Plouton Mining, a pioneering solar energy bitcoin mining company with operations in the Mojave District in California, has a similar emphasis for 2020.

“Throughout 2020 and going forward, we remain focused on running the most efficient hardware and maintaining extremely high power usage efficiency ratios, key fundamentals to maintaining operational profitability,” Plouton CEO Ramak J. Sedigh told Bitcoin Magazine.

But this investment in the latest technology does, of course, depend on the ongoing profitability of bitcoin mining in 2020. To this end, Sedigh explained that his biggest concern is whether bitcoin will be able to maintain a steady price.

“The case for any mining operation, and so the success of the industry, really is dependent on the stability of bitcoin,” Sedigh said. “We plan to survive the extended lows, but we need to keep higher averages so the traditional investors feel confident investing in bitcoin-related projects. To that end, my bigger concern is price manipulation, because at an estimated $150 billion total market cap, bitcoin is easy to manipulate through the exchanges, which contributes to volatility.” 

Looking ahead to 2020, bitcoin mining will not be for the faint of heart, as price volatility is still a big unknown, CoinShares reported.

On What’s Halvening, Bendiksen marveled at the risk takers who are prepared to invest billions of dollars into bitcoin mining despite many question marks. Any risk analysis, he said, will tell you it’s a high-risk enterprise and yet, based on the actions of its participants, bitcoin miners clearly have faith in bitcoin and the network.

The post Hashing Ahead: A Look at Bitcoin Mining in 2020 appeared first on Bitcoin Magazine.

via Bitcoin Magazine

Virgil Griffith to be Released on Bail to Alabama

Virgil Griffith is slated to be released to his parents home in Alabama pending some pre-release conditions, after a ruling by the Hon. Vernon Broderick in in New York Monday. “Laws in this country are not suggestions,” Judge Broderick told the accused Ethereum Foundation developer as the hearing began, according to a tweet thread from […]

via CoinDesk

MARKETS DAILY HOLIDAYS: Hot Wallets and Cold Storage?

On today’s holiday episode, we’ll define and demystify the blockchain concepts of “Hot Wallets” and “Cold Storage”

via CoinDesk

IOTA Fixes ‘Minor’ Network Bug Following 15-Hour Mainnet Downtime

The IOTA Foundation said it has resolved a software bug that prevented transactions from confirming on the IOTA network for 15 hours.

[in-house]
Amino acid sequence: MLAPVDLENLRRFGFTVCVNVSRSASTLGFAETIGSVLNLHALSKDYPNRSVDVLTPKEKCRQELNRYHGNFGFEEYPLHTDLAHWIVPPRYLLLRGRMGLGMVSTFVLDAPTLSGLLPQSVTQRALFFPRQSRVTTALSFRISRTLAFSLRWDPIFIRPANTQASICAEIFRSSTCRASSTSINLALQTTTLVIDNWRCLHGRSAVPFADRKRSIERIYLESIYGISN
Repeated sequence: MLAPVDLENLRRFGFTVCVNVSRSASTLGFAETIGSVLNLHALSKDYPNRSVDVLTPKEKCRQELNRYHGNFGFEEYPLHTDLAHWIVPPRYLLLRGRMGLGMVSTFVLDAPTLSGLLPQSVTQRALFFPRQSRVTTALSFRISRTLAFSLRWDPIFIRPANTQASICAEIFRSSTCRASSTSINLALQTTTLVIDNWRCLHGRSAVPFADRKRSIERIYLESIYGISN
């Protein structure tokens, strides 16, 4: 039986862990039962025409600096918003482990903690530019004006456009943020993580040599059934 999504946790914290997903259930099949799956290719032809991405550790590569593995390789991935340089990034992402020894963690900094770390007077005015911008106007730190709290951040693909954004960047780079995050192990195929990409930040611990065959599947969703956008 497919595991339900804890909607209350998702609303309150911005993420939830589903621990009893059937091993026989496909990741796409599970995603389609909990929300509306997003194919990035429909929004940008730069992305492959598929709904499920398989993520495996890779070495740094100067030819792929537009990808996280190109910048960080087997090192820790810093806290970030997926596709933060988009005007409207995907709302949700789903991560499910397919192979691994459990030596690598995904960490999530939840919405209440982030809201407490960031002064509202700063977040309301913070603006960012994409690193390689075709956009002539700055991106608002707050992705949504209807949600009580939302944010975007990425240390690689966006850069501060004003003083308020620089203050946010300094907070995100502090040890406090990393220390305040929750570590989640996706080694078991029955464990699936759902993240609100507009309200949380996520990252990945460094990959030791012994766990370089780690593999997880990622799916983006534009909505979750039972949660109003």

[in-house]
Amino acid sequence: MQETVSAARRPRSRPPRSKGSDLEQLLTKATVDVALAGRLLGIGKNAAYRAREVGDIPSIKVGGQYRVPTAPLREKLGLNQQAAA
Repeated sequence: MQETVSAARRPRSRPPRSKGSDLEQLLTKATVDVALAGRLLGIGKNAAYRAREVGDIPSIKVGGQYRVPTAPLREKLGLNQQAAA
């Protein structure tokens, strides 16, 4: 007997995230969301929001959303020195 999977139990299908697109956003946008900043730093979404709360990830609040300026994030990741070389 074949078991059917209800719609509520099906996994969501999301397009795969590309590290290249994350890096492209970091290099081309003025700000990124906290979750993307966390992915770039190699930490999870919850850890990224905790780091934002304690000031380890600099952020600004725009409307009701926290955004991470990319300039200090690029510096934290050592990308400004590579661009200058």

via CoinDesk

Video: Trace Mayer on Proof of Keys, Sovereignty and Bitcoin Privacy

For almost a decade, Bitcoiners from all across the world have celebrated January 3 as Bitcoin’s bonafide birthday. It was on that date in 2009 that Satoshi Nakamoto mined Bitcoin’s genesis block and it was this first successful hash computation that defined the political purpose of Bitcoin with the embedded message: “The Times 03/Jan/2009 Chancellor on Brink of Second Bailout for Banks.” 

Simply put, Bitcoin is an instrument that is specifically designed to resist the inflationary urges of monetary politics, and its qualities empower individuals to become sovereign. However, the business sector that developed and blossomed around Bitcoin has not always remained true to the cypherpunk origins that created it; Often times, exchanges and lending services impose withdrawal limits, freeze accounts and find other ways to arbitrarily restrict users’ access to their funds. 

Long-time Bitcoiner Trace Mayer has observed how these businesses tend to restrict the concept of sovereignty that the technology was meant to protect, and his response to the phenomenon is the Proof of Keys event, held every year on January 3 to remind bitcoin holders of the ethos behind the technology.

During the “celebration,” as it’s described on the official website, participants seize back their bitcoin from any third parties they usually trust on their behalf.

“I started Proof of Keys as a celebration of our monetary sovereignty,” Mayer told Bitcoin Magazine in a recent interview. “If you have rights but never flex them, your muscles will get weak. With Proof of Keys, we just withdraw all of our crypto from any third party — be it exchange or lending platform. You withdraw to a node that you’re running (so you do your own validation without relying on somebody else) and you hold your own private keys.”